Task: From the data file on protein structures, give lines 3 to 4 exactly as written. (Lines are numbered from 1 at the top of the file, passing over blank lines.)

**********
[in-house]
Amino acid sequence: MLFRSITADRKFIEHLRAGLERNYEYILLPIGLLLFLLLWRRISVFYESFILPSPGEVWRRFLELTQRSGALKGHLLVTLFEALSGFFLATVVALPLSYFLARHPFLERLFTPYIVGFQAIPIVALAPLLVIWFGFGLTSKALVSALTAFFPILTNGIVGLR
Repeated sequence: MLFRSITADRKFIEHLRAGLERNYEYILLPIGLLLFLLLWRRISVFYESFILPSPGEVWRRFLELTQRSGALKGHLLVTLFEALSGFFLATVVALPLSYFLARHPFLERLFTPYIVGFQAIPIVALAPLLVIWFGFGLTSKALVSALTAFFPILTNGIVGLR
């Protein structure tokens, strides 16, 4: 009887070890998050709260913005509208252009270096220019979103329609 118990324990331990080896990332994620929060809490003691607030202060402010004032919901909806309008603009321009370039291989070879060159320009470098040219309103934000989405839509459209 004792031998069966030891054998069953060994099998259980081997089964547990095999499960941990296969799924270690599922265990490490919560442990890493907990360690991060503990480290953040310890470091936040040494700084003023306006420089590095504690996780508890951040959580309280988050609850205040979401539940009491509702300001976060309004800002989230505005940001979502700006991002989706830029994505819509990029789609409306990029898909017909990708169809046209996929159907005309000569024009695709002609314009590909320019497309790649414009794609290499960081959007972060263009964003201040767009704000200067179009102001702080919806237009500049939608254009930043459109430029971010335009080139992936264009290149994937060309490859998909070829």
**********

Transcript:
Repeated sequence: MLFRSITADRKFIEHLRAGLERNYEYILLPIGLLLFLLLWRRISVFYESFILPSPGEVWRRFLELTQRSGALKGHLLVTLFEALSGFFLATVVALPLSYFLARHPFLERLFTPYIVGFQAIPIVALAPLLVIWFGFGLTSKALVSALTAFFPILTNGIVGLR
């Protein structure tokens, strides 16, 4: 009887070890998050709260913005509208252009270096220019979103329609 118990324990331990080896990332994620929060809490003691607030202060402010004032919901909806309008603009321009370039291989070879060159320009470098040219309103934000989405839509459209 004792031998069966030891054998069953060994099998259980081997089964547990095999499960941990296969799924270690599922265990490490919560442990890493907990360690991060503990480290953040310890470091936040040494700084003023306006420089590095504690996780508890951040959580309280988050609850205040979401539940009491509702300001976060309004800002989230505005940001979502700006991002989706830029994505819509990029789609409306990029898909017909990708169809046209996929159907005309000569024009695709002609314009590909320019497309790649414009794609290499960081959007972060263009964003201040767009704000200067179009102001702080919806237009500049939608254009930043459109430029971010335009080139992936264009290149994937060309490859998909070829």